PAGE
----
0.35

        175,280

   2,000,000

9

        500,000

0.31

        153,754

   2,500,000

10

        500,000

             0.27

        134,872

   3,000,000

Net Present Value

$                                                                   608,057.82

Internal Rate of Return

21.41%

Payback Period

4.00 years

According to the above table, it could be observed that the net present value of acquiring the supplier, which is obtained as $608,057.82. The higher the net present value of an investment, the more attractive the investment opportunity is for the organization (Chittenden & Derregia, 2015). In addition, the internal rate of return is obtained as 21.41%, which is greater than the overall cost of capital. This implies that by acquiring the supplier, ECC could maximize its overall return on investment. Furthermore, the payback period of the investment is much lower compared to the economic life of the project and an organization always expects a lower payback period for recovering its investment within shorter time span (Daunfeldt & Hartwig, 2014). Hence, from the evaluation of the above investment appraisal techniques, it is recommended to ECC to acquire the supplier, as it would help in increasing its overall return on investment.

Most useful investment appraisal tool for ECC:

From the above three techniques, net present value is the most useful tool of investment appraisal, which ECC could place as the first priority for evaluating the investment opportunity. In addition, this technique is easy to use by assuming the rate of return, which is the rate of discount that leads to a zero value (Dellavigna & Pollet, 2013). Net present value provides assumptions, which are highly realistic and it helps in evaluating long-term projects with changing cash flows and discount rates.

Least useful investment appraisal tool for ECC:

Among the three techniques, payback period is the least useful tool of investment appraisal for ECC to use, as it only denotes the amount of time to recover the initial amount of investment (Hayward et al., 2017). Thus, ECC need not consider ECC as the only investment appraisal tool for evaluating this investment opportunity.

Variation in answer with the increase in cost of capital to 25%:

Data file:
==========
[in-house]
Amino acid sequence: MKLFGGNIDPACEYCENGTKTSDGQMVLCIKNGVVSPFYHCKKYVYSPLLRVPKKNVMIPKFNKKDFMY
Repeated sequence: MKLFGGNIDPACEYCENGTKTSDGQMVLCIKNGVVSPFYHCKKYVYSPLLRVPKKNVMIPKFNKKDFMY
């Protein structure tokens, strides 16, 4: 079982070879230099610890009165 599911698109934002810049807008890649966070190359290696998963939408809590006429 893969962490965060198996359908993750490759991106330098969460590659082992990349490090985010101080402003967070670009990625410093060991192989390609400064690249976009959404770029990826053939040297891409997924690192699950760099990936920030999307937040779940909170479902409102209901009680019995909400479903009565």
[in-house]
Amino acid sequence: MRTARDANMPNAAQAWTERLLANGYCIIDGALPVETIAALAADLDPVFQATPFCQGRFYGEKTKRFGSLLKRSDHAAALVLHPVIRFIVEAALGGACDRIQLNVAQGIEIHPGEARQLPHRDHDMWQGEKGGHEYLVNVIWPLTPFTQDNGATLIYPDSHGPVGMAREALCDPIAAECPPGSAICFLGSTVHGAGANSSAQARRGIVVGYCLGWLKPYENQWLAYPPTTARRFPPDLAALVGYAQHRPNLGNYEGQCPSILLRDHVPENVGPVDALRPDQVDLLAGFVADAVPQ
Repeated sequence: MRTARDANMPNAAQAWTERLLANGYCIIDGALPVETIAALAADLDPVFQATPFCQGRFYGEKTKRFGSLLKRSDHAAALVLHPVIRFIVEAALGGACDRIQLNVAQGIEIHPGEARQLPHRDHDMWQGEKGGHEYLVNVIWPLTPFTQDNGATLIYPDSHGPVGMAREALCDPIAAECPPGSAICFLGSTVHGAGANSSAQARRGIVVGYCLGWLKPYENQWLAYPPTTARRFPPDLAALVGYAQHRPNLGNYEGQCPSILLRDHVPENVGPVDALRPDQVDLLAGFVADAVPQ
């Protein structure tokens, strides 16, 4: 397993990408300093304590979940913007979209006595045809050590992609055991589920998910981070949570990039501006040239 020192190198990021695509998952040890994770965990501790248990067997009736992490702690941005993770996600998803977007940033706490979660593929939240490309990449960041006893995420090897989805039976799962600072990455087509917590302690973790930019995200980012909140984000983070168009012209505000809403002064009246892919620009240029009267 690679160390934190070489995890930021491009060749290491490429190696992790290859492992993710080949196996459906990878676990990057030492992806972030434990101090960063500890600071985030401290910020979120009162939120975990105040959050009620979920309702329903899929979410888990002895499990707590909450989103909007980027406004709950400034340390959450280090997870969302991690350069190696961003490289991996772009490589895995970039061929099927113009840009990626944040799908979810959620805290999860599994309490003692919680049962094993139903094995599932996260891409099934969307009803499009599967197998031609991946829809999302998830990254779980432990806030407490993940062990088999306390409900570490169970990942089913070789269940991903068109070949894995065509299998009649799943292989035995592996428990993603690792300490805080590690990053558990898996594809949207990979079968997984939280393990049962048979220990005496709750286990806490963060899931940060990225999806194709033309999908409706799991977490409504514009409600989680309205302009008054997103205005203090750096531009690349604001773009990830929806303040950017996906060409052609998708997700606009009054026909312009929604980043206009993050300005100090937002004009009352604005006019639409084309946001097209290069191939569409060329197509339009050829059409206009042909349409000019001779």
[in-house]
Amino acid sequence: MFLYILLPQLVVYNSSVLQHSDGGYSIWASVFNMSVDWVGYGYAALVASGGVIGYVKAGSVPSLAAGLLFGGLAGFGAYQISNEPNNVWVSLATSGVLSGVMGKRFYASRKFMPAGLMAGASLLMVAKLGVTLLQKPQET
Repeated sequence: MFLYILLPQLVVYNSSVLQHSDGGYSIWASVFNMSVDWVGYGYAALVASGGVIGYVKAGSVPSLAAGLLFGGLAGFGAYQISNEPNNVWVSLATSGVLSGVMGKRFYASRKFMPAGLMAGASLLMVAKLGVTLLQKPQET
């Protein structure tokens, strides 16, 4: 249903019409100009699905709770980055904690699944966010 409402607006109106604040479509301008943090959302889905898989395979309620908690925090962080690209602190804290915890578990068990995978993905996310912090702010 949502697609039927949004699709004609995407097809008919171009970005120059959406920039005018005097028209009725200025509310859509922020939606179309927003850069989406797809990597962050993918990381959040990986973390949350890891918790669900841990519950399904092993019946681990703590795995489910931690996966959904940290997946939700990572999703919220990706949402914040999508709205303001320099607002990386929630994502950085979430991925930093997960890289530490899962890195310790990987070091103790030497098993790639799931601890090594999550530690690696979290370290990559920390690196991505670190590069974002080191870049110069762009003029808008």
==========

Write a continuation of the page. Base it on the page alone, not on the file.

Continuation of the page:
Cost of Capital

25%

Years

Amount (in $)

Discounting Factor @25%

Discounted Cash Flows (in $)

Cumulative Cash Inflows (in $)

0

    (2,000,000)

1

   (2,000,000)

   (2,000,000)

1

         500,000

0.80

        400,000

   (1,500,000)

2

         500,000

0.64

        320,000

   (1,000,000)

3

         500,000

0.51

        256,000

      (500,000)

4

         500,000

0.41

        204,800

                 -   

5

         500,000

0.33

        163,840

       500,000

6

         500,000

0.26

        131,072

    1,000,000

7

         500,000

0.21

        104,858

    1,500,000

8

         500,000

0.17

          83,886

    2,000,000

9

         500,000

0.13

          67,109

    2,500,000

10

         500,000

             0.11

          53,687

    3,000,000

Net Present Value

 $                                                                    (214,748.36)

Internal Rate of Return

21.41%

Payback Period

4.00  years

From the above table, it could be evaluated that the net present value of the investment opportunity is obtained as ($214,748.36). The negative value suggests that this investment opportunity would not remain attractive with the increase in cost of capital from 14% to 25%. Although the payback period is below the economic life of the project, the internal rate of return is lower than the cost of capital. Hence, it could be stated that ECC should not opt for acquiring the supplier, if the cost of the capital increases to 25%.

Variation in answer, if the savings of ECC are less than the anticipated $500,000:

If the savings of ECC are not more than the anticipated $500,000, the following three scenarios with change in savings have been considered:

Scenario 1: Savings anticipated as $450,000

Cost of Capital

14%

Years

Amount (in $)

Discounting Factor @14%

Discounted Cash Flows (in $)

Cumulative Cash Inflows (in $)

0

   (2,000,000)

1

   (2,000,000)

 (2,000,000)

1

        450,000

0.88

        394,737

 (1,550,000)

2

        450,000

0.77

        346,260

 (1,100,000)

3

        450,000

0.67

        303,737

    (650,000)

4

        450,000

0.59

        266,436

    (200,000)

5

        450,000

0.52

        233,716

      250,000

6

        450,000

0.46

        205,014

      700,000

7

        450,000

0.40